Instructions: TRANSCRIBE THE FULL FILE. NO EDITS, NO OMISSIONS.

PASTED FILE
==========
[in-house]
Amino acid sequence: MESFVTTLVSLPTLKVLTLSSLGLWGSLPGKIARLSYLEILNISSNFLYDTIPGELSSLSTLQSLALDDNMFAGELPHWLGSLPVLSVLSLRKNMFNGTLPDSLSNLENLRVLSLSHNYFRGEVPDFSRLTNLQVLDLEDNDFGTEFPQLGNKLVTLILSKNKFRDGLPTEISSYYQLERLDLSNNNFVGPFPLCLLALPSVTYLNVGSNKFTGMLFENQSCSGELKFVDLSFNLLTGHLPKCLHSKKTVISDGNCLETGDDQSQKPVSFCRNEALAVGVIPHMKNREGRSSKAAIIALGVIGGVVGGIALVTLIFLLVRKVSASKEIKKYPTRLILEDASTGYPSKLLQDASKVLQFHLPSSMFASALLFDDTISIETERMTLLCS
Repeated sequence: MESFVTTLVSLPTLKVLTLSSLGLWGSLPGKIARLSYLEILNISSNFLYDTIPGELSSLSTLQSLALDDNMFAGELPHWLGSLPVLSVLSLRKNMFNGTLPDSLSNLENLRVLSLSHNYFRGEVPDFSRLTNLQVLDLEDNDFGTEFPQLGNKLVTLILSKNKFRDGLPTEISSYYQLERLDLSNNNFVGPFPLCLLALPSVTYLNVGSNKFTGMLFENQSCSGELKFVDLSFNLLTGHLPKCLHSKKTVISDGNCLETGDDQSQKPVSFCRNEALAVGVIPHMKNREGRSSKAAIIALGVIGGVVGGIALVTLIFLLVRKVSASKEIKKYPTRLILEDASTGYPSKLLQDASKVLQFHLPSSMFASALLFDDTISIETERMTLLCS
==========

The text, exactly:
[in-house]
Amino acid sequence: MESFVTTLVSLPTLKVLTLSSLGLWGSLPGKIARLSYLEILNISSNFLYDTIPGELSSLSTLQSLALDDNMFAGELPHWLGSLPVLSVLSLRKNMFNGTLPDSLSNLENLRVLSLSHNYFRGEVPDFSRLTNLQVLDLEDNDFGTEFPQLGNKLVTLILSKNKFRDGLPTEISSYYQLERLDLSNNNFVGPFPLCLLALPSVTYLNVGSNKFTGMLFENQSCSGELKFVDLSFNLLTGHLPKCLHSKKTVISDGNCLETGDDQSQKPVSFCRNEALAVGVIPHMKNREGRSSKAAIIALGVIGGVVGGIALVTLIFLLVRKVSASKEIKKYPTRLILEDASTGYPSKLLQDASKVLQFHLPSSMFASALLFDDTISIETERMTLLCS
Repeated sequence: MESFVTTLVSLPTLKVLTLSSLGLWGSLPGKIARLSYLEILNISSNFLYDTIPGELSSLSTLQSLALDDNMFAGELPHWLGSLPVLSVLSLRKNMFNGTLPDSLSNLENLRVLSLSHNYFRGEVPDFSRLTNLQVLDLEDNDFGTEFPQLGNKLVTLILSKNKFRDGLPTEISSYYQLERLDLSNNNFVGPFPLCLLALPSVTYLNVGSNKFTGMLFENQSCSGELKFVDLSFNLLTGHLPKCLHSKKTVISDGNCLETGDDQSQKPVSFCRNEALAVGVIPHMKNREGRSSKAAIIALGVIGGVVGGIALVTLIFLLVRKVSASKEIKKYPTRLILEDASTGYPSKLLQDASKVLQFHLPSSMFASALLFDDTISIETERMTLLCS